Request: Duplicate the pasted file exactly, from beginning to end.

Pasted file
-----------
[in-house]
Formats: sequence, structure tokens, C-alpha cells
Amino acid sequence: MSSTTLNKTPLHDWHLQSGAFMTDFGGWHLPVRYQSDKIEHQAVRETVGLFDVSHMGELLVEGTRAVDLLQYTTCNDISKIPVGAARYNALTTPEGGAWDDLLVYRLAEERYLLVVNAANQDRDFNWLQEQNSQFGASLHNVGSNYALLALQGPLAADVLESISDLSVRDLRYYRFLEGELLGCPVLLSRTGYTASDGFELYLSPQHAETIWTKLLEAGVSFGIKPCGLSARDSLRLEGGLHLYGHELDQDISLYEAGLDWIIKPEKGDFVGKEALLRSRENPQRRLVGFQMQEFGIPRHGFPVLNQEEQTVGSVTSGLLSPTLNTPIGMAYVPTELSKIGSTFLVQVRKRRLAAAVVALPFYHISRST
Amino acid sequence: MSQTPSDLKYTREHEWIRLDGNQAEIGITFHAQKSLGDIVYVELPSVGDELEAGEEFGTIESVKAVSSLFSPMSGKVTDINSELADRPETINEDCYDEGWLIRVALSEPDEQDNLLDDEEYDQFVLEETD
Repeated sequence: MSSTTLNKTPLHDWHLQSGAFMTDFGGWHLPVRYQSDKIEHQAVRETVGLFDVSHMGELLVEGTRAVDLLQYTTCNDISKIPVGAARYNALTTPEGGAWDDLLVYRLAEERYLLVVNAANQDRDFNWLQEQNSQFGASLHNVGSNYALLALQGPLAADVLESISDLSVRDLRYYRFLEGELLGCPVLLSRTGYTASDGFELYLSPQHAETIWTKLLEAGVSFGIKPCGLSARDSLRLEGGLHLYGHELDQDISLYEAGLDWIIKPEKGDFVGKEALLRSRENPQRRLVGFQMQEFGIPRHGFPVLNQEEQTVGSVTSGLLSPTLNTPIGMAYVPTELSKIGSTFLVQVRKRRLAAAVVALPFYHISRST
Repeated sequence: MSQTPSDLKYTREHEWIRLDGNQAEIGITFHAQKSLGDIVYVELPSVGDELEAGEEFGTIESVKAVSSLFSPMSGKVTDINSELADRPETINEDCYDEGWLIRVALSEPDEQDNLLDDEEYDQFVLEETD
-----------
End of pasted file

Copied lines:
[in-house]
Formats: sequence, structure tokens, C-alpha cells
Amino acid sequence: MSSTTLNKTPLHDWHLQSGAFMTDFGGWHLPVRYQSDKIEHQAVRETVGLFDVSHMGELLVEGTRAVDLLQYTTCNDISKIPVGAARYNALTTPEGGAWDDLLVYRLAEERYLLVVNAANQDRDFNWLQEQNSQFGASLHNVGSNYALLALQGPLAADVLESISDLSVRDLRYYRFLEGELLGCPVLLSRTGYTASDGFELYLSPQHAETIWTKLLEAGVSFGIKPCGLSARDSLRLEGGLHLYGHELDQDISLYEAGLDWIIKPEKGDFVGKEALLRSRENPQRRLVGFQMQEFGIPRHGFPVLNQEEQTVGSVTSGLLSPTLNTPIGMAYVPTELSKIGSTFLVQVRKRRLAAAVVALPFYHISRST
Amino acid sequence: MSQTPSDLKYTREHEWIRLDGNQAEIGITFHAQKSLGDIVYVELPSVGDELEAGEEFGTIESVKAVSSLFSPMSGKVTDINSELADRPETINEDCYDEGWLIRVALSEPDEQDNLLDDEEYDQFVLEETD
Repeated sequence: MSSTTLNKTPLHDWHLQSGAFMTDFGGWHLPVRYQSDKIEHQAVRETVGLFDVSHMGELLVEGTRAVDLLQYTTCNDISKIPVGAARYNALTTPEGGAWDDLLVYRLAEERYLLVVNAANQDRDFNWLQEQNSQFGASLHNVGSNYALLALQGPLAADVLESISDLSVRDLRYYRFLEGELLGCPVLLSRTGYTASDGFELYLSPQHAETIWTKLLEAGVSFGIKPCGLSARDSLRLEGGLHLYGHELDQDISLYEAGLDWIIKPEKGDFVGKEALLRSRENPQRRLVGFQMQEFGIPRHGFPVLNQEEQTVGSVTSGLLSPTLNTPIGMAYVPTELSKIGSTFLVQVRKRRLAAAVVALPFYHISRST
Repeated sequence: MSQTPSDLKYTREHEWIRLDGNQAEIGITFHAQKSLGDIVYVELPSVGDELEAGEEFGTIESVKAVSSLFSPMSGKVTDINSELADRPETINEDCYDEGWLIRVALSEPDEQDNLLDDEEYDQFVLEETD